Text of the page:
20) Witches Aboard by Terry Pratchett


21) Harry Potter and the Order of the Phoenix by J.K. Rowling (re-read)


22) Facing Justice by Diane & David Munson


23) The Well of Ascension by Brandon Sanderson


24) Small Gods by Terry Pratchett


25) A Clash of Kings by George R.R. Martin (re-read)


26) Confirming Justice by Diane & David Munson


27) The Hero of Ages by Brandon Sanderson


28) Lords and Ladies by Terry Pratchett


29) Harry Potter and the Half-Blood Prince by J.K. Rowling (re-read)


30) The Rise of the Great Powers, 1648-1815 by Derek McKay


31) The Way of Kings by Brandon Sanderson


32) Men at Arms by Terry Pratchett


33) A Storm of Swords by George R.R. Martin (re-read)


34) The Complete Sherlock Holmes, Volume One by Sir Arthur Conan Doyle


35) The Art of War/The Prince/Instructions to His Generals by Sun Tzu/Niccolò Machiavelli/Frederick the Great (three-in-one book)


36) Soul Music by Terry Pratchett


37) Harry Potter and the Deathly Hallows by J.K. Rowling (re-read)


38) The Complete Sherlock Holmes, Volume Two by Sir Arthur Conan Doyle


39) A Short History of Byzantium by John Julius Norwich


40) Interesting Times by Terry Pratchett


41) Legends edited by Robert Silverberg (includes re-read of The Hedge Knight by George R.R. Martin


Bonus- The Poetry of Robert Frost (reading a few pages a night)

Like Reblog Comment
show activity (+)
review 2015-01-14 17:17
Concise and Readable Greco-Roman Mythology
Mythology: Timeless Tales of Gods and Heroes - Edith Hamilton

The stories of Greco-Roman gods and heroes permeate our culture in some form or another, in Edith Hamilton's anthological collection 'Mythology' all the original tales are presented in a concise and readable fashion for those discovering them for the first time.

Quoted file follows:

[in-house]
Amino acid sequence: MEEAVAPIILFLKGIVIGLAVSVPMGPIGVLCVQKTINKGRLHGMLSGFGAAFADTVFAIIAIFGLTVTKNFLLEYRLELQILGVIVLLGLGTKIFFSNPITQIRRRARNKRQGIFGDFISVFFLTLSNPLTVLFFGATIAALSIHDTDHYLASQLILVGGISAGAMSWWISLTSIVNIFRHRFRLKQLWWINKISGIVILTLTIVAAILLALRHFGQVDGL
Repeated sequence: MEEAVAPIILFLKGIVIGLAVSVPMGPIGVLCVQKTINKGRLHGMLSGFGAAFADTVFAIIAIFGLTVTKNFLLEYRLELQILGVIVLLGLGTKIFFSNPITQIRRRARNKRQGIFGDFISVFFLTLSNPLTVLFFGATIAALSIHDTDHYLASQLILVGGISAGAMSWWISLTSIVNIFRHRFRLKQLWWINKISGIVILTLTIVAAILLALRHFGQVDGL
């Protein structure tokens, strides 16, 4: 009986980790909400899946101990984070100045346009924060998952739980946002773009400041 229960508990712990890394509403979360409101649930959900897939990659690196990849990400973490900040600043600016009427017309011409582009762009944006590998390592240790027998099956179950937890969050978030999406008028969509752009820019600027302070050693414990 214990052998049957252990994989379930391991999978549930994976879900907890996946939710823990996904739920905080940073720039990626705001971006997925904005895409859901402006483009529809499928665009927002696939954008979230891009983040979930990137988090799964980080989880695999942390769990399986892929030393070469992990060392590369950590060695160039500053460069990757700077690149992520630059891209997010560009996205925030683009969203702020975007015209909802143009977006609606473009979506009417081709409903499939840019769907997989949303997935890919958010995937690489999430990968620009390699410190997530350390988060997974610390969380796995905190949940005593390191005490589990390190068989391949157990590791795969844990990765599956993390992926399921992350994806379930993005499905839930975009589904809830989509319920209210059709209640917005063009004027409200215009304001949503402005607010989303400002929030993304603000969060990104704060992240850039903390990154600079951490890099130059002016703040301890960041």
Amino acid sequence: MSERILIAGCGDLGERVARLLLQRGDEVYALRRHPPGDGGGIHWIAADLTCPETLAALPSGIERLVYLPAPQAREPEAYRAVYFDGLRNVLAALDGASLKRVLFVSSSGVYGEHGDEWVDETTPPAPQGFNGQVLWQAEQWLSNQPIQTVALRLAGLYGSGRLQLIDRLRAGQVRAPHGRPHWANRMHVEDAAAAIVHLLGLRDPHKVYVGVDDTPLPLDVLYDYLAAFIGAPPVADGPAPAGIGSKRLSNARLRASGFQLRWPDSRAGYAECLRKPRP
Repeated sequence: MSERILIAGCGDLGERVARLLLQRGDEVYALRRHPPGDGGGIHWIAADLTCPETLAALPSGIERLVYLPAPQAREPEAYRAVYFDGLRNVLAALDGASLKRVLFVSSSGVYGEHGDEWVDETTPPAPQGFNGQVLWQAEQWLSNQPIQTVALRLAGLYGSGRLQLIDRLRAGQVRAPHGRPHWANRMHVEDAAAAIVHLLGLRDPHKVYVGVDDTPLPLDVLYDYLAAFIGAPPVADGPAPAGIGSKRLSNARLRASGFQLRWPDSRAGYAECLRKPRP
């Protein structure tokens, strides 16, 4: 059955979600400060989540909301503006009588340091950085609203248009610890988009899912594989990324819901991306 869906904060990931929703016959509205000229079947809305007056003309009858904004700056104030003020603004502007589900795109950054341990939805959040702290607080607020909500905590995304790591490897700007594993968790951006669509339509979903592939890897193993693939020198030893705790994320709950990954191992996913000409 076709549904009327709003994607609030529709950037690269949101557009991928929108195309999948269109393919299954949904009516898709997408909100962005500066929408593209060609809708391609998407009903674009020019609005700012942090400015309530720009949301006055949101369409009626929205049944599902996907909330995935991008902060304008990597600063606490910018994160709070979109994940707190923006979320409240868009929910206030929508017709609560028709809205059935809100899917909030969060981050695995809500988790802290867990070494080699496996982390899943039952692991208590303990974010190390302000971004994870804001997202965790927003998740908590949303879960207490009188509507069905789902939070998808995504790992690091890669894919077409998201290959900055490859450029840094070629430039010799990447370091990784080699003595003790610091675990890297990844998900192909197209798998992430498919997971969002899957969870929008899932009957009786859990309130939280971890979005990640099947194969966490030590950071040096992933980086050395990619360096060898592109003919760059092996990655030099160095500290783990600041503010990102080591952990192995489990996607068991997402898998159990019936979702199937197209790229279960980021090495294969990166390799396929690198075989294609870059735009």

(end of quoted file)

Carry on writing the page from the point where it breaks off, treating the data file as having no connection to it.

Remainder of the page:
Taking her material from poems and plays from Greek and Roman writers, Hamilton structures the books chronologically through the various ages detailed in Greco-Roman mythology and keeping everything linked together through family relationships. At the beginning of every chapter Hamilton describes her process of choosing the source, or sources, of the tale giving the both the introductory reader and the knowledgeable one the basis for the next tale they are reading. The mythology of the Greco-Roman world and it's place in both Greek and Roman culture are described in general detail that gives the reader a sense of how each perceived the world around them.


The minor inclusion of the Norse mythology at the end of the book was the biggest failing of the book, Hamilton gave cultural reasons for including but it felt both incomplete and an afterthought. Only Balder's story was discussed and nothing of the adventures of Thor or others.


Edith Hamilton's lifetime of research and teaching of Greek and Roman poetry and plays results in a very readable book of Greco-Roman mythology. The book is definitely for casual readers along with those starting their journey into the overall world of Greco-Roman mythology and is not a substitute for reading The Iliad, The Odyssey, or The Aeneid. If you fall into either of these two categories I wholeheartedly recommend this book, but I would look somewhere else if you're interested in Norse mythology.

More posts
Your Dashboard view:
Need help?